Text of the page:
How the suicide of troubled young rapper Lumo galvanised a hip-hop community into spreading the word about mental health
10 May 2019
In 2017, aged 21, Calum Barnes took his own life. The Glasgow rapper, also known as Lumo, was a popular figure on the city's hip-hop scene, but privately he was deeply troubled.
There wasn’t the cry for help that everyone expectsJenn Barnes
Speaking on BBC Radio Scotland in 2018, his sister Jenn Barnes revealed that she knew Calum had suffered from depression, but had no idea it would lead him to suicide.
“There wasn’t a trigger point,” said Jenn. “There wasn’t the cry for help that everyone expects before this sort of thing happens.”
In Lumo: Too Young To Die, Calum’s battles with his mental health are documented through his own video diaries, discovered after his death.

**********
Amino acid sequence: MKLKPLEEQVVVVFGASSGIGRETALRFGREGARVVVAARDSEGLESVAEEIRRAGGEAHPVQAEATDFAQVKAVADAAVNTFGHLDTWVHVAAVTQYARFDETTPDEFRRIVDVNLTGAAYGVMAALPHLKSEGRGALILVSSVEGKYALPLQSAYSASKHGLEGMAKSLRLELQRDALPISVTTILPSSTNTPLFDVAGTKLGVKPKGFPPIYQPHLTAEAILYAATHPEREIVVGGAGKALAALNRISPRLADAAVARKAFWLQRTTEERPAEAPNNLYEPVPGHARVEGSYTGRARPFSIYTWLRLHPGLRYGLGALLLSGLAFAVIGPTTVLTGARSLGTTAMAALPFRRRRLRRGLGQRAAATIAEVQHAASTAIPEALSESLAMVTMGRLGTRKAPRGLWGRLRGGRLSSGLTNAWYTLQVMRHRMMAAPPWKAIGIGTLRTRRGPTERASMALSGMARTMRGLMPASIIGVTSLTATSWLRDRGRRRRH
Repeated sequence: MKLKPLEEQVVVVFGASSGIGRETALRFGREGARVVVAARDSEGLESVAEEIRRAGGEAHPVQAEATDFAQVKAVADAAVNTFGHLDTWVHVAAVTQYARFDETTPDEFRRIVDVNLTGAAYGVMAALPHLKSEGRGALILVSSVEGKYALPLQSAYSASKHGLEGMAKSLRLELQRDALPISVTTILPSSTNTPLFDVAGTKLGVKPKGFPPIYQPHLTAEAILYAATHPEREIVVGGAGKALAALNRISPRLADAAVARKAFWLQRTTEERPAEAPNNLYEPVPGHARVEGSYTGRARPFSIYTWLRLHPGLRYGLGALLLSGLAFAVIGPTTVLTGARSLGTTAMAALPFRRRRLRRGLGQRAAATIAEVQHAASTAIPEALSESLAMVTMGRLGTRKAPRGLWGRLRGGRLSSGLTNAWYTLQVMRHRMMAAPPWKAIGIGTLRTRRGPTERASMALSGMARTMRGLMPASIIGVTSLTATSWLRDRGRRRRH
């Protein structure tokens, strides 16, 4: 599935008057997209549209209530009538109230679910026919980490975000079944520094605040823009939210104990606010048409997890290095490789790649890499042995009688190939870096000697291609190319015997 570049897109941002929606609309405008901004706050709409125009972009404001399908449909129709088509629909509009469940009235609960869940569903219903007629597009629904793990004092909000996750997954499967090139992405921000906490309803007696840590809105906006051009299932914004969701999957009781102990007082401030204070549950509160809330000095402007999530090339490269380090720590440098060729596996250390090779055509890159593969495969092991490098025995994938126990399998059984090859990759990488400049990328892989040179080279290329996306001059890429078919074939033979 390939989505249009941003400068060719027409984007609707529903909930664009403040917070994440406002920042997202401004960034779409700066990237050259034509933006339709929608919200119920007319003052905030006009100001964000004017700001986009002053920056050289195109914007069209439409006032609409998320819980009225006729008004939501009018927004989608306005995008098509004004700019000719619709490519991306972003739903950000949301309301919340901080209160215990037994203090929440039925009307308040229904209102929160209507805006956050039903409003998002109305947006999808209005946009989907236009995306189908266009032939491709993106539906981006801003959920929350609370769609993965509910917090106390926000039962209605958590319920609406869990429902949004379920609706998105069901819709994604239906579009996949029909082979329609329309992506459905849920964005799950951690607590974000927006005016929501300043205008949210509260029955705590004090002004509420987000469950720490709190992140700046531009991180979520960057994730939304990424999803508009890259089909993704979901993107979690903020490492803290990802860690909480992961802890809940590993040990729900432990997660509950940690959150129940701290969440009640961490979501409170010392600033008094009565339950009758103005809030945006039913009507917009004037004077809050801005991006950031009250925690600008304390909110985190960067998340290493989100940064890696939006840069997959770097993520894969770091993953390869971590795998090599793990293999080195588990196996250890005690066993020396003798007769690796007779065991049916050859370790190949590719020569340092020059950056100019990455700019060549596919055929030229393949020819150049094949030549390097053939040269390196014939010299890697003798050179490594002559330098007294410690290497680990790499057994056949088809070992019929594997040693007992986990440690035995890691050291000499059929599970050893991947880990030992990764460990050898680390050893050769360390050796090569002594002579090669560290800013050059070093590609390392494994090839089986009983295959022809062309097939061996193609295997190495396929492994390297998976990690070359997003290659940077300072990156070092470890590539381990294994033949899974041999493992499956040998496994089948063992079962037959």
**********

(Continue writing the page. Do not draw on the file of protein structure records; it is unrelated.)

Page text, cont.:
Stories like Calum’s are not uncommon; suicide is the biggest killer of young men in the UK.
We felt we had to do something to honour himA Macc
But his death stunned Glasgow’s hip-hop community, and Calum’s friends from the scene were both angry and upset that he hadn’t reached out to them in his darkest moments.
After the initial shock, however, those who knew and loved him began to take action.
“We felt we had to do something to honour him,” said A Macc from Calum’s former crew Deadsoundz, who wrote and recorded a track to raise awareness of suicide. Fellow member Subz has become a support worker for young people affected by mental health issues. “I’m doing it for him,” he explained.
Jenn has also been spurred into action following Calum’s death; she now works as an ambassador for the Scottish Association for Mental Heath.
“You don’t want anyone else to have feel like this, and you don’t want anyone who’s feeling like that to end up the way that he did,” she said.